In Person: Diabetes, Stroke, and Denial of Long-Term Disability

In Person: Diabetes, Stroke, and Denial of Long-Term Disability

Cathy, 57, is an IT Project Manager in the medical field. She also has diabetes, is overweight, and insulin-dependent. About six months before the COVID-19 pandemic, Cathy had a stroke that affected her vision and the right side of her body. She was improving with physiotherapy, but after the pandemic, her workload increased dramatically and she was no longer able to keep up with her appointments. Due to guidelines for reducing the spread of COVID, there have been fewer staff members in the office available to work. In addition, many of her colleagues have gotten ill from COVID-19 and have missed work.

Cathy’s doctor suggested that she apply for long-term disability so she could spend more time in physiotherapy and improve the functionality of her right hand. He also suggested treatments that would help her vision problems, which have only gotten worse from long hours spent in front of a computer screen. 

However, the insurance company challenged Cathy’s claim that she should just adapt to her current role or look for a new job. Cathy was heartbroken because she has worked hard to achieve success in her field and she genuinely loves what she does for a living. She just needs time to recover from her stroke and improve her health, and she cannot do that working 40 hours a week plus overtime. 

Diabetes is often associated with an increased risk of ischemic stroke, caused by a blockage in an artery that supplies blood to the brain. It reduces blood flow and oxygen to the brain and can lead to damage or death of brain cells. A stroke can cause movement problems, pain, numbness and problems with thinking, remembering, or speaking. It can also lead to depression.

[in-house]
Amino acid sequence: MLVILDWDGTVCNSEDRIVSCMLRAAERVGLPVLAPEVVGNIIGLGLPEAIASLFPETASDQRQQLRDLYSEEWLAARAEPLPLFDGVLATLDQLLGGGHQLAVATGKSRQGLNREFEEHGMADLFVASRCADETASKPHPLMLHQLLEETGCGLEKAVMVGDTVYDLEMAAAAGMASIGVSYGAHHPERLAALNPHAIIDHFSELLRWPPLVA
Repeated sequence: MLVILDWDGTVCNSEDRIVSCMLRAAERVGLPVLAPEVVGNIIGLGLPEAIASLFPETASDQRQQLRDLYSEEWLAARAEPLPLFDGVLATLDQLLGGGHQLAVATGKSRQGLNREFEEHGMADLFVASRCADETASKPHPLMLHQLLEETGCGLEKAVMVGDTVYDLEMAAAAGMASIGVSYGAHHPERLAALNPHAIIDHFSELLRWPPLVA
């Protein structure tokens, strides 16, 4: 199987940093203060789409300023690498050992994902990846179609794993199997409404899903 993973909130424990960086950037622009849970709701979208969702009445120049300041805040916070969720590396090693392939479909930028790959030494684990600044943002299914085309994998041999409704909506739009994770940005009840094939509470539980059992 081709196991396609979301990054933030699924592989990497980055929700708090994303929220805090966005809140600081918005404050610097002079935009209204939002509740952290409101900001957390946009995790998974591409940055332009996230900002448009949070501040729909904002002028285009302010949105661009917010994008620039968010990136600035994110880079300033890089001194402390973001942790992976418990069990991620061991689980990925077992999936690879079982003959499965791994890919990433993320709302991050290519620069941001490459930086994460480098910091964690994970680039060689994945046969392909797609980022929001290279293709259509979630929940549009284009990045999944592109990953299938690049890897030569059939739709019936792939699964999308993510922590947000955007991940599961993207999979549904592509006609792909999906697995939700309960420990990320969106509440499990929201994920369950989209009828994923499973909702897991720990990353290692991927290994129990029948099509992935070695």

Diabetes patients who are stroke victims can take longer to recover, especially in cognitive functions, due to arteries being hardened or clogged with plaque. For people with diabetes, their risk of having a stroke is 1.5 times higher than those without diabetes. 

One of Cathy’s friends told her about the disability lawyers at Share Lawyers. Cathy contacted them and was able to speak with a long-term disability lawyer who decided to take on Cathy’s case. Cathy’s doctor agreed to provide a detailed stroke rehabilitation plan to improve her prognosis and get her back to work only when she was ready to do so. Although the most rapid recovery after a stroke takes place within the first few months, with the right treatment, many patients can continue to improve into the first or second year after the stroke. 

After meeting with Share Lawyers, Cathy felt relieved that she would not be forced to switch careers. She felt more at ease knowing that Share Lawyers would help her to receive the disability benefits she had worked for over the last two decades. The long term disability lawyers at Share Lawyers had the experience and empathy to help Cathy deal with the stress of being denied benefits. Cathy felt certain that with the help of Share Lawyers and her doctor, she could focus on getting better and not worrying about the financial burdens of being unemployed. 

If you have been denied your long-term disability benefits, contact a disability lawyer at Share Lawyers. We are here to help.

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